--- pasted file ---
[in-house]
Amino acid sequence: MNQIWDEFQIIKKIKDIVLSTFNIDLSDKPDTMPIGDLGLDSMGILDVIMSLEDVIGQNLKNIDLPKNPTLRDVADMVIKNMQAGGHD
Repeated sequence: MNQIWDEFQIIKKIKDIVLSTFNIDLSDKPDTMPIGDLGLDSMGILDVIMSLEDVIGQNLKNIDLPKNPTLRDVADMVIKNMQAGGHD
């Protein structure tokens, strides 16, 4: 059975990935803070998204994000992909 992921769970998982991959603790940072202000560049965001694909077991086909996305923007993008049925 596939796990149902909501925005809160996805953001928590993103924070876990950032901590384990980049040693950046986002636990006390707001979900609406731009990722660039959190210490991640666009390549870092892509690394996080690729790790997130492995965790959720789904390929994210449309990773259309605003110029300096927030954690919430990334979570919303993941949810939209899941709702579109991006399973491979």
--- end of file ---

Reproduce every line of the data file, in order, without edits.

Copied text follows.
[in-house]
Amino acid sequence: MNQIWDEFQIIKKIKDIVLSTFNIDLSDKPDTMPIGDLGLDSMGILDVIMSLEDVIGQNLKNIDLPKNPTLRDVADMVIKNMQAGGHD
Repeated sequence: MNQIWDEFQIIKKIKDIVLSTFNIDLSDKPDTMPIGDLGLDSMGILDVIMSLEDVIGQNLKNIDLPKNPTLRDVADMVIKNMQAGGHD
């Protein structure tokens, strides 16, 4: 059975990935803070998204994000992909 992921769970998982991959603790940072202000560049965001694909077991086909996305923007993008049925 596939796990149902909501925005809160996805953001928590993103924070876990950032901590384990980049040693950046986002636990006390707001979900609406731009990722660039959190210490991640666009390549870092892509690394996080690729790790997130492995965790959720789904390929994210449309990773259309605003110029300096927030954690919430990334979570919303993941949810939209899941709702579109991006399973491979």